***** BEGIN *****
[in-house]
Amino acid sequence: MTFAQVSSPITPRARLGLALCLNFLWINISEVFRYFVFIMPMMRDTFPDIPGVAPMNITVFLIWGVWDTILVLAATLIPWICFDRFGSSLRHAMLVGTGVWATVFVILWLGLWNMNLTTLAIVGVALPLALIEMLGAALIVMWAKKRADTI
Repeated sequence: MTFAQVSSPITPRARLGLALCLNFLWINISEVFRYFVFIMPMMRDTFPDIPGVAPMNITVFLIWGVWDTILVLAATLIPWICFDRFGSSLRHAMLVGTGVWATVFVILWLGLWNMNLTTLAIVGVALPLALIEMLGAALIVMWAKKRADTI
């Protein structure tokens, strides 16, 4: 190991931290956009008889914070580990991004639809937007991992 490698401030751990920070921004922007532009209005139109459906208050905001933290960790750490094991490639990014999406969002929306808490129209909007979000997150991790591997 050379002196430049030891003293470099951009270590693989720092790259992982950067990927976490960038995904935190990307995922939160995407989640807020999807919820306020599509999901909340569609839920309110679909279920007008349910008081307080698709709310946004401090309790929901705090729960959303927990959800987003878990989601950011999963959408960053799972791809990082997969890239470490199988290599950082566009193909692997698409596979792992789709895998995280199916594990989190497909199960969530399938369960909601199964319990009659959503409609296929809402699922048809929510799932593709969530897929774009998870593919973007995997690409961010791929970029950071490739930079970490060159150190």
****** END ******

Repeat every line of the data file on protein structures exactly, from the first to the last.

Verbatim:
[in-house]
Amino acid sequence: MTFAQVSSPITPRARLGLALCLNFLWINISEVFRYFVFIMPMMRDTFPDIPGVAPMNITVFLIWGVWDTILVLAATLIPWICFDRFGSSLRHAMLVGTGVWATVFVILWLGLWNMNLTTLAIVGVALPLALIEMLGAALIVMWAKKRADTI
Repeated sequence: MTFAQVSSPITPRARLGLALCLNFLWINISEVFRYFVFIMPMMRDTFPDIPGVAPMNITVFLIWGVWDTILVLAATLIPWICFDRFGSSLRHAMLVGTGVWATVFVILWLGLWNMNLTTLAIVGVALPLALIEMLGAALIVMWAKKRADTI
């Protein structure tokens, strides 16, 4: 190991931290956009008889914070580990991004639809937007991992 490698401030751990920070921004922007532009209005139109459906208050905001933290960790750490094991490639990014999406969002929306808490129209909007979000997150991790591997 050379002196430049030891003293470099951009270590693989720092790259992982950067990927976490960038995904935190990307995922939160995407989640807020999807919820306020599509999901909340569609839920309110679909279920007008349910008081307080698709709310946004401090309790929901705090729960959303927990959800987003878990989601950011999963959408960053799972791809990082997969890239470490199988290599950082566009193909692997698409596979792992789709895998995280199916594990989190497909199960969530399938369960909601199964319990009659959503409609296929809402699922048809929510799932593709969530897929774009998870593919973007995997690409961010791929970029950071490739930079970490060159150190």